As the race is not too far away, it is tough to offer training advice and expect it to make a major impact for your 2018 race. However, it may be beneficial to implement some of these tips in your last few training weeks. A major theme that was echoed by all three 100 MTB finishers was the emphasis on consistency in training. Both Kimo Seymour and Michael Melley, placed a major emphasis on the need to climb in training. “Climb, climb, and climb so more”, says Seymour when asked about his top training tips. Bryan Derstine also highlighted climbing, but placed more of a focus on getting your body use to riding for 8+ hours. “You can do all the climbing you want, but if your body cannot last 8-9 hours in the saddle, then race day will be tough,” says Derstine. So, although the massive elevation gain is a daunting task, make sure you place an emphasis on training rides that mimic an 8+ hour race. Another major factor of the Trail 100 MTB is the elevation. Michael Melley emphasized the importance of training at altitude to prep your body for race day. Melley recalled thinking he was in good shape going into the race, but the elevation quickly made him realize how big of a factor it was in performance.
For long races such as the 100, nutrition is a CRUCIAL part of your success. Fueling for an 8+ hour day can be tricky, which is why all three preached the importance of practicing your nutrition throughout training. Kimo Seymour said “train your system to be able to handle food on your long training rides.” Seymour stated he is quite particular when it came to his nutrition and referred to himself as a “calorie counter.” Knowing how many calories your body can handle per hour is an experiment in its own, which is why training is the perfect time to test what works for you.
Another important nutrition tip that Bryan Derstine mentioned, was the importance of training with whole foods. A majority of the fuel at aid stations consists of fruit, sandwiches, chips, and cookies. Although there will be energy gels and chews at aid stations, Derstine said it is great to know that your body can handle the food at aid-stations on race day.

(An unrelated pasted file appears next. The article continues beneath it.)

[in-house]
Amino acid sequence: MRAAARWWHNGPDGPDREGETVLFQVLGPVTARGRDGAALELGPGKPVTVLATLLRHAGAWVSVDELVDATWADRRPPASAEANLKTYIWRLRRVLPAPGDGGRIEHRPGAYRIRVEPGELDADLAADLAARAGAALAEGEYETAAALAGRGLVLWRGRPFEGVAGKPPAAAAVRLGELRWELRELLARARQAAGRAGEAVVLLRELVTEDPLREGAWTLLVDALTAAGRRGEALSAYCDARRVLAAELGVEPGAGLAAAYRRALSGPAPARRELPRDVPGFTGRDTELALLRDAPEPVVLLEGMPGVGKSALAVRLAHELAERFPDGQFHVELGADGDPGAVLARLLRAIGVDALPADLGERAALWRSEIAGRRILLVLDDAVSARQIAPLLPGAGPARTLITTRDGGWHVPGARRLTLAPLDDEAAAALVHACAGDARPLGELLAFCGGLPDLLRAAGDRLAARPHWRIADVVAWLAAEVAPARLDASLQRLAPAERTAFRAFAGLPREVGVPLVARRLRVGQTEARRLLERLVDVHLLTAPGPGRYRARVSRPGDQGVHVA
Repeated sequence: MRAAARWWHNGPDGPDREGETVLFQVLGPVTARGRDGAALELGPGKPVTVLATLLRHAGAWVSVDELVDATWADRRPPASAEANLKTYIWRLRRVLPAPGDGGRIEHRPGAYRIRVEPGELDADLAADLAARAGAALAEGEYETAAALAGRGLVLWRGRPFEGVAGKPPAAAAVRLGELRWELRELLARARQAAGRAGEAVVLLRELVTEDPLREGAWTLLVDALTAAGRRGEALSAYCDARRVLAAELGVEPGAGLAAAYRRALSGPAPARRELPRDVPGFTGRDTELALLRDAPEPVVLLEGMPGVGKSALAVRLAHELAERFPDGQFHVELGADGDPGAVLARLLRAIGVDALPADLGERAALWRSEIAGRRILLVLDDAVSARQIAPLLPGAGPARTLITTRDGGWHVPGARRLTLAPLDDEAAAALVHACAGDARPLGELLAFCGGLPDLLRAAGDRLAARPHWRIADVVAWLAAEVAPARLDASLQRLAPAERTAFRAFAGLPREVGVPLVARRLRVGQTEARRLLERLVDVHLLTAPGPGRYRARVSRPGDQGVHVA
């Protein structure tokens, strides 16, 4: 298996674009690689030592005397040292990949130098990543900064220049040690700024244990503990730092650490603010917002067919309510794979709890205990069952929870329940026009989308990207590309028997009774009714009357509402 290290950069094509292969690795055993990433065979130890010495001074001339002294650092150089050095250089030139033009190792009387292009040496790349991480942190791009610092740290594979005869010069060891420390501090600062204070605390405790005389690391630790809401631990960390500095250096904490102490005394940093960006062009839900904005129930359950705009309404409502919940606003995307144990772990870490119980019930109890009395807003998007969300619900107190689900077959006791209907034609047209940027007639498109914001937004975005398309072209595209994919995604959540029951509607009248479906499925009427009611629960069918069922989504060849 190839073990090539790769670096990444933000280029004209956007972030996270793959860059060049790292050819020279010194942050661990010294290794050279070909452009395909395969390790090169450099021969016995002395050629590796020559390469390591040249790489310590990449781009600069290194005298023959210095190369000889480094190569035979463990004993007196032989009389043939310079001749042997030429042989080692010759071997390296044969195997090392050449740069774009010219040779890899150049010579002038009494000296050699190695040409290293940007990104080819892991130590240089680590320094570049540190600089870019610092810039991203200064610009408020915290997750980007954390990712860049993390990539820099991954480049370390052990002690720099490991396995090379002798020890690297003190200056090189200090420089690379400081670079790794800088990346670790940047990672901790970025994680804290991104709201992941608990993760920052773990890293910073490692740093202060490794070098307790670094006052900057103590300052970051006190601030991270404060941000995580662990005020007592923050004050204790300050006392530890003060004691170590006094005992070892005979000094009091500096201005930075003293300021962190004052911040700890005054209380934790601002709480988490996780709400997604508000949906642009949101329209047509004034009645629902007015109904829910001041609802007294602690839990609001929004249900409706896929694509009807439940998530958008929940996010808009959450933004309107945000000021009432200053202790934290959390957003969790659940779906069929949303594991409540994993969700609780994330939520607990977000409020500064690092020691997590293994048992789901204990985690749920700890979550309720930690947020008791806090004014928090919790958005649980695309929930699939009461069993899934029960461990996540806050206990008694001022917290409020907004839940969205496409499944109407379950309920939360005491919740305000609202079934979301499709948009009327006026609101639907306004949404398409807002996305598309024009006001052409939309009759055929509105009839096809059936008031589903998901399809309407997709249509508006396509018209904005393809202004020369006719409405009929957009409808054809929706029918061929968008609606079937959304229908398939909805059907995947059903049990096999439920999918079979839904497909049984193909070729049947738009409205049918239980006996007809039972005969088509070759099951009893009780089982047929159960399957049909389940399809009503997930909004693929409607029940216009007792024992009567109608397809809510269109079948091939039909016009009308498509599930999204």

Race Day + Course Guidance
As you line up on August 11th, make sure your equipment is in top form. Bryan Derstine experienced two flats in each of his two appearances. The first year he raced, he failed to realize he had a faulty spare tube, which gave him a second flat no more than 10 miles after his first. Derstine said the race requires the utmost respect, and the proper equipment is a major part of this. However over the course of this race, expect flats and mechanicals to happen. Just about everyone has to deal with some mechanical issue, so make sure you have experience dealing with potential issues.
Having a tested race day strategy is particular to each rider, but there are certain tips and factors that are beneficial to consider. As mentioned prior, Kimo Seymour made it clear that having a tested nutrition strategy on race day is necessary for a successful day. Know what is available to you at our aid stations and plan accordingly. One of Seymour’s biggest emphasis about race day was the importance of the start of the race. “You can make or break your day in the first 30 miles,” stated Seymour. He recommends erring on the side of caution and riding at a conversational pace to get into a rhythm. In terms of course strategy, Seymour said that getting into a pack between Powerline and Twin Lakes, and Columbine to Twin Lakes is a great way to save energy and gain time back. Riders in a pack save 30% less energy as compared to riding solo, so it is highly beneficial to find packs on the flat sections.
A major player in the 100 are the two historic climbs: the Powerline and Columbine climb. These climbs can play a major factor in your race and if unprepared, can really hurt your chance at your best race. According to Michael Melley, he felt that the Powerline Climb was not as tough as expected, but the Columbine Climb certainly lived up to its name. Despite Melley’s claim, both climbs require big efforts and Bryan Derstine recommends utilizing the aid stations approaching these climbs. The Columbine Climb represents the peak altitude of the race, so getting the necessary fuel and equipment for the long, potentially cold assent can make for a much smoother climb.